A public defender who was fired for speaking out against critical race theory says what happened was upsetting and she hopes to win a legal battle she is engaged in.
“I wasn’t even talking about my job. I was talking about my child’s school and my child’s education. And so the idea that my employer felt they had a right to weigh , and to say that my thoughts and my thoughts make me unfit to do my job, it’s really upsetting,” Maude Maron said on EpochTV’s “American Thought Leaders.”
Critical race theory is a movement that focuses on a person’s race as the defining aspect of their identity, as opposed to other aspects of their personality, such as personality traits or achievements. It believes that caste is socially constructed and casteism is systematic. Critics say the movement, which supporters allege is aimed at combating racism, is itself racist.
Maron described the “anti-bias training” he received from the Department of Education as a member of the Public Schools Council. She said that she was asked to refer to herself as a “white woman” and that attendees learned about “white-dominated culture” and other ideas that explore “white fragility”, that is. There is a book written by white author Robin Diangelo that claims the people. The race must be constantly thought about as they interact with others in their daily lives.
Maron’s op-ed, published in the New York Post in July 2020 after the training, also detailed how he was harassed after correctly listing Asians as being part of the group, who are sometimes They were called “people of color”. Serious race theorists sometimes allege that Asians are not people of color because their achievement metrics are often the highest of any racial group.
“We all want a well-integrated, high-quality public-school system. Parents have a right to demand an education that prepares their children to meet or exceed grade-level expectations, which in the U.S. often lag behind other countries,” Marrone wrote at the time. Was.
Pieces and comments made by Maron on social media prompted a reaction, including Black Attorneys for Legal Aid representing black lawyers working for the Legal Aid Society.
He said Maron’s rhetoric was explicitly against racism, but that she was actually racist, as she denounced the so-called “anti-racist” views put forward by some.
“That Maude finds it ‘chilling,’ tells true racial advocates all they need to know: She’s a racist, and wants [New York City] The school system – which holds the honor of being one of the most different in America – remains unequal,” the group wrote in a statement.
This led to an attack on him by the Legal Aid Society and the Association of Legal Aid Attorneys, Maron’s employer and union. For example, the society shared statements from black lawyers suggesting support for the ideas. The society later in its own statement condemned Maron for her op-ed, claiming that she “denies the existence of structural and institutional racism.”
Maron sued the society and the union, alleging that there was no evidence that, among other allegations, she is a racist and insisting that she believes in and opposes structural and institutional racism.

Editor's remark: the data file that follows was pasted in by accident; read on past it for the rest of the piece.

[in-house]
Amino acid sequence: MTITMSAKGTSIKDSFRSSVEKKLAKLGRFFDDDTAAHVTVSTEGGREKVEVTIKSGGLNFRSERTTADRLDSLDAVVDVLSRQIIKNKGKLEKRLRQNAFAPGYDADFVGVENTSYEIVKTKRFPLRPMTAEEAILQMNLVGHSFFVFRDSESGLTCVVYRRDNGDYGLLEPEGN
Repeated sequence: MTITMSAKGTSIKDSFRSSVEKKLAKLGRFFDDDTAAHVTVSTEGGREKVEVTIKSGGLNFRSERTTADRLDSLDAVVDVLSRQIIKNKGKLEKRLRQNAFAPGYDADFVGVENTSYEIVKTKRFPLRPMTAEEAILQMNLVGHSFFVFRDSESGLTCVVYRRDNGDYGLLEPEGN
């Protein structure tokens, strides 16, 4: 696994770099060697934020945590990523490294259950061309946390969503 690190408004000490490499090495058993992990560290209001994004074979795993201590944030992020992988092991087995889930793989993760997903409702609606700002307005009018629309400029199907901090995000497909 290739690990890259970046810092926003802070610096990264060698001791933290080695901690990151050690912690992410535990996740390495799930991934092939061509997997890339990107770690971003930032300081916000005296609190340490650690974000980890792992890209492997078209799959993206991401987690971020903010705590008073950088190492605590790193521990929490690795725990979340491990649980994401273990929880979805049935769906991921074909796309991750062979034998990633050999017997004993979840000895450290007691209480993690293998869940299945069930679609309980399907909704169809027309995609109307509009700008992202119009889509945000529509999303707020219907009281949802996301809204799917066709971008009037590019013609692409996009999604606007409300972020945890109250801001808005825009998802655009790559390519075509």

“My union and my employer basically issued statements saying I was unfit to work because of my views,” Maron told The Epoch Times.
Redmond Haskins, a spokesman for the Legal Aid Society, told The Epoch Times in an email: “We believe this lawsuit is a frivolous and misguided attempt to use litigation to harass a non-profit employer and its employees. who have spent their careers advancing social causes of justice.”
The matter is still in the initial stage and a decision has not been taken.
Maron, who is running as an independent for a seat on the city council for New York City, said she received support from a wide range of people, including those with far-left views and following her position. deeply conservative” people. Was highlighted by former New York Times reporter Bari Weiss.
“They were people whose politics and ideas spread over a very wide area, but agreed with the idea that you should have any idea and still be able to show and work and if you do your job well So you should be able to keep doing it even if your employer doesn’t agree with you about some issues, some concerns. So there is a common ground among Americans, even Americans have different political parties There are, even people with very different views on important issues; the common ground is that if you are invested in finding it and making room for that open discourse, you can find it,” she said.
Maron encouraged people to run for office and attend local meetings, nodding people who have shown up in recent months at school board meetings in large groups to protest critical race theory and similar ideologies.
“I would like to see more people running for office who are not parroting the party line, whether it’s the Democratic Party line or the Republican Party line, but are actually speaking directly to the issues people are talking about. are,” she said. “School boards are a great place to look at grassroots concerns. If you go to your local school board and you see what causes parents to get up, stand up, sit in uncomfortable chairs, and wait forever for two minutes to speak at the mic, you should You will know what people are worried about and what they are worried about. And we need more politicians who are talking to him.”
This News Originally From – The Epoch Times